Jaloers op de arend. Hang in there man!
At 02:30 AM I had cleared Malagasy customs and was greeted by a calling Madagascar Nightjar – my first Malagasy endemic - driver Zizi and Mamy Randriamanantena, my guide for the next 4,5 days on Madagascar. Especially for my Biggest Year, Madagascar Wildlife Tour Agency (MWTA) had put together a mental 4,5 days custom tour across this fantastic island, incorporating both the dry western and the wet eastern part of the island.
I had always dreamed of going to Madagascar, surely one of the most exciting destinations for any self-respecting naturalist since the island holds 156 true endemic birds and another 21 species that are only found on Madagascar and some nearby islands. Among these are 5 bird families that are found nowhere else on earth. In addition to this bird extravaganza are some very special endemic mammals, most renowned being of course the Lemurs, with a staggering 101 species. Madagascar is also a paradise for herpetologists with more than 30 species of Chameleons. Naturally I was very excited when I finally set foot on Madagascar's peculiar red soil for the first time ever…
Our destination was the fabled Ankaranfantsika NP, located in the north-western part of Madagascar. This park hosts the largest remaining track of Malagasy deciduous dry forest and is home to a very special set of birds. The drive from Antananarivo is a long one, but thanks to Zizi’s Dakar Rally-like driving skills we arrived before midday. En route we had picked up Madagascar Lark, Madagascar Cisticola and Greater Vasa Parrot in the grasslands that make up 90 % of this journey, a disturbing thought if you consider the fact that most of this very species-poor habitat used to be lush forest packed with beautiful endemic birds, mammals and other unique wildlife. As I travelled through this habitat it became even clearer to me that we must do everything we can to preserve what’s left.
After a quick lunch the fun could finally start and with Jacky – the best local guide there is – I was in very capable hands. We had barely set foot in the forest when we stumbled upon our first of many Coquerel’s Coua, one of 10 species belonging to an amazing genus found exclusively on Madagascar. Later on we would also find several Red-capped- and Crested Couas. Suddenly there was the sound of birds scurrying through the dry leaf litter and moments later I was looking at a beautiful pair of White-breasted Mesites, one of the specialties of the park.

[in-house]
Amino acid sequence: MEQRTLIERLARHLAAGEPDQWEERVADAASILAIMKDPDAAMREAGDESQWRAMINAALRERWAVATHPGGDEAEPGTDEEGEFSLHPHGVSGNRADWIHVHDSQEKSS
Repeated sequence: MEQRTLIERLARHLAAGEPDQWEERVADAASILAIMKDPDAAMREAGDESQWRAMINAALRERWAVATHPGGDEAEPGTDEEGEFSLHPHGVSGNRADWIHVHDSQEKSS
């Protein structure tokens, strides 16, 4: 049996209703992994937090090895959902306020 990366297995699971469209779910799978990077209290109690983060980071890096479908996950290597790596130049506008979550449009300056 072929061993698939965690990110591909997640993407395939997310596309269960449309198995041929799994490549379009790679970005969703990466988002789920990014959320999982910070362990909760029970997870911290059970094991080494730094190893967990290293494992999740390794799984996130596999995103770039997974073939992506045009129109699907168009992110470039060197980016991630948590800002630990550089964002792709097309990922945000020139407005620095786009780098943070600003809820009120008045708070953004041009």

The absolute highlight for me was an obligating pair of Cuckoo-rollers – one of my all-time most wanted birds - that gave walkaway views, they strangely reminded me of a huge over-the-top version of a Wryneck. Our rarest find was a female Schlegel’s Asity, a bird that is often missed and another highly desired new family.
And I almost forgot the Vanga’s… We saw Malagasy Blue-, White-headed-, Chabert- and the absolutely amazing Sickle-billed Vanga!
To conclude this mesmerizing day we had a night walk along the edge of the park where we saw several fantastic species of Chameleon and both Grey- and Golden-brown Mouse Lemurs. Wow! This day will stay in my mind forever.
Chameleon sp. (Arjan Dwarshuis)
Home of the Schlegel's Asity! (Arjan Dwarshuis)
Madagascar Cuckoo-roller Leptosomus discolor (Arjan Dwarshuis)
Schlegel's Asity Philepitta schlegeli, female (Arjan Dwarshuis)
Coquerel's Sifaka Propithecus coquereli (Arjan Dwarshuis)
Sickle-billed Vanga Falculea palliata (Arjan Dwarshuis)
May 18th AN EPIC BIRD WITH AN EPIC NAME
At 6 AM Jacky, Mamy and I set off into the forest again, our target bird being the Van Dam’s Vanga, a rare and very cool bird bearing the same name as my childhood hero, Jean Claude van Damme :)
After walking for half an hour Jacky picked up the call and the chase began… We sprinted through the dry forest closing in on the peculiar sound, but every time we got close the bird decided to fly off to a next tree. This went on for about half an hour before the bird stopped calling, leaving me with just some fleeting glimpses…
We continued birding and within two hours’ time we saw several White-breasted Mesites, Madagascar Buttonquails, exquisite looking Rufous Vangas, the weird Sakalaka Weaver and best, a roosting Torotoroka Scops-owl, but still no Van Dam’s…